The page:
The Kyiv Post sat down with Alexey Rashchupkin, managing partner at Kyiv-based investment bank Altius Capital, to do a quick tally of the economic losses that Ukraine has incurred since Russia unleashed an all-out invasion on its one-time major trading partner earlier this year.

For the average Ukrainian, the effects of higher petrol prices, stagnant wages, a weakened Hryvnia and low rents on properties are alarmingly clear. But, when looked at sector-by-sector, the country’s economic picture becomes more sobering, and the challenges ahead more long term.

To begin with, Ukraine, once a serious global steel maker, has lost half of its steel production: The Azov Steel Plant and the Ilyich Iron and Steel Works – both in the now devastated southern city of Mariupol.

The two metallurgical facilities were owned by Donetsk-based oligarch Rinat Akhmetov and together accounted for half of Ukraine’s steel production. The other half – Viktor Pinchuk’s Interpipe and ArcelorMittal Kryvyi Rih (part of multinational ArcelorMittal) – are in Ukrainian-controlled Dnipropetrovsk Region.

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The loss to Ukraine is not only a matter of the plants and surrounding infrastructure themselves, but of jobs and social services, taxes on sales and export, Rashchupkin said.

The losses to Ukraine’s agro sector have gotten more media attention, which abound with stories of Russian forces capturing Ukrainian land, stealing the country’s grain and blockading its ports.

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Sadly, over the last five or so years, even with war simmering in eastern Ukraine, the country had managed to increase yields by 50%, harvesting more than 100 million tons of grain and oil seeds in 2021. But this year, the expectation is for a 30% decrease year on year, despite the fact that Ukrainian farmers were able to harvest winter crops.

The problem, however, is more about getting the grain out of the country than getting it out of the ground, the banker emphasized.

“The blockade is not only starving Ukraine but Africa and the Middle East,” underlines Rashchupkin. And Ukraine’s Black Sea ports are about more than just grain, with around 90% of all exports leaving the country by sea, mostly through Odesa and Mykolaiv – still held by Ukraine, then Mariupol and a little from Kherson, now under Russian occupation.

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Blockaded Black Sea ports have had less of an adverse effect on Ukraine’s Fast Moving Consumer Goods, with much production still intact at home.  Instead, the challenge to this sector is the loss of people, both workers and consumers fleeing their homes and the country. Around 7m Ukrainians have fled to Europe, with some returning home recently: others have migrated from eastern Ukraine, where much of the country’s production is, to western Ukraine, where there is less death and destruction.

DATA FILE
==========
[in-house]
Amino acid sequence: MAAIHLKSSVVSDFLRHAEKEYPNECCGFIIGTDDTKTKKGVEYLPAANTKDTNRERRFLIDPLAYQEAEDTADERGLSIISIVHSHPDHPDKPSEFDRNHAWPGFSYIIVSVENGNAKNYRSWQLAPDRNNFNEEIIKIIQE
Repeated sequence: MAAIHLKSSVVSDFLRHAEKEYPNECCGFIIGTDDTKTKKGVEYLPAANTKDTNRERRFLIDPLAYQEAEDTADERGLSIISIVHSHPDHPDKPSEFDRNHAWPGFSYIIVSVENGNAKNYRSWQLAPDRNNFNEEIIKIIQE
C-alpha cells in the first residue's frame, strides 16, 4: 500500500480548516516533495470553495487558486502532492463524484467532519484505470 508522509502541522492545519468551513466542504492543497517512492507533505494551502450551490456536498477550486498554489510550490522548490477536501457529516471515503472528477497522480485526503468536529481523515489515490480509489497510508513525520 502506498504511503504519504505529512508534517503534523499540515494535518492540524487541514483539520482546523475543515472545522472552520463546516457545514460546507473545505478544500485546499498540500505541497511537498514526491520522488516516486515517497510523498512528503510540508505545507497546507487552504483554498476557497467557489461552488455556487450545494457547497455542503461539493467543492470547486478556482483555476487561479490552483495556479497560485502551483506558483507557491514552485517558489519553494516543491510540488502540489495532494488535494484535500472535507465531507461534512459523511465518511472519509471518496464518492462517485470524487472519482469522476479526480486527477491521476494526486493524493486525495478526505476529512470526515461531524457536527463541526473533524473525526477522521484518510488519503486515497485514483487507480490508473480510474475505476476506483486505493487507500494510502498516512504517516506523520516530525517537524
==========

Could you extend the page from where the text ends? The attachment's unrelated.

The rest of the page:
And of those who have fled the country, many may never return – particularly those of prime working age, both skilled and unskilled, Rashchupkin said.

In London, for example, the service industry used to be staffed by Turks in the 2000s, then Poles and people from the Baltics, the banker explained.  Now low-skilled Ukrainians will take their place.

“It’s about supply and demand.” Poland has taken in the most Ukrainian refugees, many of whom are replacing the low skilled labor Poland lost to the EU. In 2018-2019, the Polish government was ready to give visas to one million Ukrainians to fill the labor shortage there. Now, they are getting three times this amount in refugees.

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“That’s why you see low-cost airlines flying to small towns in Europe, not just because the airport fees and traffic is less, but because Ukrainians have been flying back and forth to their jobs there.”

Other industries such as food production have also been hit more by loss of labor than loss of production facilities.  Some of the country’s food processing plants, for example, were destroyed, but the main problem is that Ukraine has lost a quarter of its labor force – people who make as well as consume Ukrainian processed food.

Ukraine’s pharmacy sector has seen a 40% drop in production, but only 25-30% of revenues due to the devaluation of the Hryvnia.

On the bright side, the IT sector has remained amazingly steady during the war, seeing little to no drop in revenues. Many of the women who worked in IT have gone abroad, where they continue to do their jobs, but the men have been forced to stay behind.  And these men are not only staying to fight but to work.

“The government has a plan whereby Ukrainians are divided into two groups – those fighting and those working,” Rashchupkin underlines.

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Amid all its losses, Ukraine is receiving aid from the West, mostly from the U.S. and mainly in the form of weapons.  And perhaps counter-intuitively, Lend-Lease is a win-win situation.

For example, by sending Ukraine weapons, the U.S. is not only pushing back on Russian aggression, but testing those weapons in a real theater of war. Some of this war materiel is nearing the end of its shelf life anyway and will have to be replaced with new orders from U.S. defense plants, thus stimulating new jobs, taxes, etc. in the U.S.

The U.S. also stands to gains by boosting sales of liquefied gas to Europe, as the continent rejects Russian imports.

But perhaps most promising of all in Ukraine and abroad, will be Western investment into the rebuilding of Ukraine after the war has been won.

 

Alexey Rashchupkin, managing partner at Kyiv-based investment bank Altius Capital.

 

 

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